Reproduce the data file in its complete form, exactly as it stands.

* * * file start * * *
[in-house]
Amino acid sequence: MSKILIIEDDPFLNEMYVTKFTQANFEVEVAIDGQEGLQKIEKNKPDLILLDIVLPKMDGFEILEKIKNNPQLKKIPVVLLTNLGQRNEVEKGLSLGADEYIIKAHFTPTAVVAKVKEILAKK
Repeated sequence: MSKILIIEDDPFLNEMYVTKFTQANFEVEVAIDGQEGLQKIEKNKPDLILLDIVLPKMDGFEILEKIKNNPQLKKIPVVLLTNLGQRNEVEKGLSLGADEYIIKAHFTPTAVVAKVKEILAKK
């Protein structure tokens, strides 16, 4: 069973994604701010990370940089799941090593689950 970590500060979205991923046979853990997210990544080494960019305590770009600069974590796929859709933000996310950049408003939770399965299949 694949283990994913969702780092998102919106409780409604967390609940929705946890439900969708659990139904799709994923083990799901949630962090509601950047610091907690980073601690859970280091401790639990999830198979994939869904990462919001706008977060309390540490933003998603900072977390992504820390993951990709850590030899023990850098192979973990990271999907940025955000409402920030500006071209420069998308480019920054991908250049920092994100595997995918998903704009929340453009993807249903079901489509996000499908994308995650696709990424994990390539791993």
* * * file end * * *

[in-house]
Amino acid sequence: MSKILIIEDDPFLNEMYVTKFTQANFEVEVAIDGQEGLQKIEKNKPDLILLDIVLPKMDGFEILEKIKNNPQLKKIPVVLLTNLGQRNEVEKGLSLGADEYIIKAHFTPTAVVAKVKEILAKK
Repeated sequence: MSKILIIEDDPFLNEMYVTKFTQANFEVEVAIDGQEGLQKIEKNKPDLILLDIVLPKMDGFEILEKIKNNPQLKKIPVVLLTNLGQRNEVEKGLSLGADEYIIKAHFTPTAVVAKVKEILAKK
């Protein structure tokens, strides 16, 4: 069973994604701010990370940089799941090593689950 970590500060979205991923046979853990997210990544080494960019305590770009600069974590796929859709933000996310950049408003939770399965299949 694949283990994913969702780092998102919106409780409604967390609940929705946890439900969708659990139904799709994923083990799901949630962090509601950047610091907690980073601690859970280091401790639990999830198979994939869904990462919001706008977060309390540490933003998603900072977390992504820390993951990709850590030899023990850098192979973990990271999907940025955000409402920030500006071209420069998308480019920054991908250049920092994100595997995918998903704009929340453009993807249903079901489509996000499908994308995650696709990424994990390539791993």